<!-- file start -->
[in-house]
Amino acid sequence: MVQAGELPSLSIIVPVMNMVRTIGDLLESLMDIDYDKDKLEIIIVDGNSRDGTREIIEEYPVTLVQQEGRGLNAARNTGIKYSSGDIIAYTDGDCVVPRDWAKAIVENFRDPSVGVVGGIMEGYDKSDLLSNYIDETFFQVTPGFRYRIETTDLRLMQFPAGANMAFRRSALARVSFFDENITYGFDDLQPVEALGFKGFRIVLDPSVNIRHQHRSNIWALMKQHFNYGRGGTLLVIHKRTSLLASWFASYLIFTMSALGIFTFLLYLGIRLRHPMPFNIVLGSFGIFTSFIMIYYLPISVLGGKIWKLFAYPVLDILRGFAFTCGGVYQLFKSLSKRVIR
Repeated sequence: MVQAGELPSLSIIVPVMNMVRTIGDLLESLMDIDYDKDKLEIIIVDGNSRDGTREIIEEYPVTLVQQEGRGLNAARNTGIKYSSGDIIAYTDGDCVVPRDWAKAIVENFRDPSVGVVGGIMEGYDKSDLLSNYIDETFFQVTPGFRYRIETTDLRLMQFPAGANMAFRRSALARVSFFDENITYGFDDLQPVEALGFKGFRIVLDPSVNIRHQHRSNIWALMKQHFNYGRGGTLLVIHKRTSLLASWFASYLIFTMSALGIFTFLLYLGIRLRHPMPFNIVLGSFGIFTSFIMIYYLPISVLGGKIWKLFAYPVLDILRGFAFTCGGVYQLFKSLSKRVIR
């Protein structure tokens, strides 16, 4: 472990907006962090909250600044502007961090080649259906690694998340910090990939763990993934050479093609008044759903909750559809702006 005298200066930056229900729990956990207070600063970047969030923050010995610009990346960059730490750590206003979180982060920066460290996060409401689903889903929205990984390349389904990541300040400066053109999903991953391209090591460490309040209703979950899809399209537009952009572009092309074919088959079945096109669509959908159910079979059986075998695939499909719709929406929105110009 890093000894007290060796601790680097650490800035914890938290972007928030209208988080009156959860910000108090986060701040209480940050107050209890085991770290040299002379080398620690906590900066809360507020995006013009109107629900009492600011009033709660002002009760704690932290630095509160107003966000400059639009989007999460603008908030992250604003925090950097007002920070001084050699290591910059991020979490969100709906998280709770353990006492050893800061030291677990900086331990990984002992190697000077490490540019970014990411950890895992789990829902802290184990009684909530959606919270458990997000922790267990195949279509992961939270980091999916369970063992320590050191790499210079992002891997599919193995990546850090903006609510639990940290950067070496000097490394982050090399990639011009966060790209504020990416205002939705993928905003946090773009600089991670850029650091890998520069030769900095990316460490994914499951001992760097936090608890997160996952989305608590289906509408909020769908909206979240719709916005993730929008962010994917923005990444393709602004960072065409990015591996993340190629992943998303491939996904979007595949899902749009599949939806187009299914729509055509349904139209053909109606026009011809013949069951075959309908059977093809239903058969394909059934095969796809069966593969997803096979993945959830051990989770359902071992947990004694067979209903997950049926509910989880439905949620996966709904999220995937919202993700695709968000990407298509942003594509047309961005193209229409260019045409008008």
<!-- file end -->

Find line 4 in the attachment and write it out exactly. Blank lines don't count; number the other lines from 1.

């Protein structure tokens, strides 16, 4: 472990907006962090909250600044502007961090080649259906690694998340910090990939763990993934050479093609008044759903909750559809702006 005298200066930056229900729990956990207070600063970047969030923050010995610009990346960059730490750590206003979180982060920066460290996060409401689903889903929205990984390349389904990541300040400066053109999903991953391209090591460490309040209703979950899809399209537009952009572009092309074919088959079945096109669509959908159910079979059986075998695939499909719709929406929105110009 890093000894007290060796601790680097650490800035914890938290972007928030209208988080009156959860910000108090986060701040209480940050107050209890085991770290040299002379080398620690906590900066809360507020995006013009109107629900009492600011009033709660002002009760704690932290630095509160107003966000400059639009989007999460603008908030992250604003925090950097007002920070001084050699290591910059991020979490969100709906998280709770353990006492050893800061030291677990900086331990990984002992190697000077490490540019970014990411950890895992789990829902802290184990009684909530959606919270458990997000922790267990195949279509992961939270980091999916369970063992320590050191790499210079992002891997599919193995990546850090903006609510639990940290950067070496000097490394982050090399990639011009966060790209504020990416205002939705993928905003946090773009600089991670850029650091890998520069030769900095990316460490994914499951001992760097936090608890997160996952989305608590289906509408909020769908909206979240719709916005993730929008962010994917923005990444393709602004960072065409990015591996993340190629992943998303491939996904979007595949899902749009599949939806187009299914729509055509349904139209053909109606026009011809013949069951075959309908059977093809239903058969394909059934095969796809069966593969997803096979993945959830051990989770359902071992947990004694067979209903997950049926509910989880439905949620996966709904999220995937919202993700695709968000990407298509942003594509047309961005193209229409260019045409008008």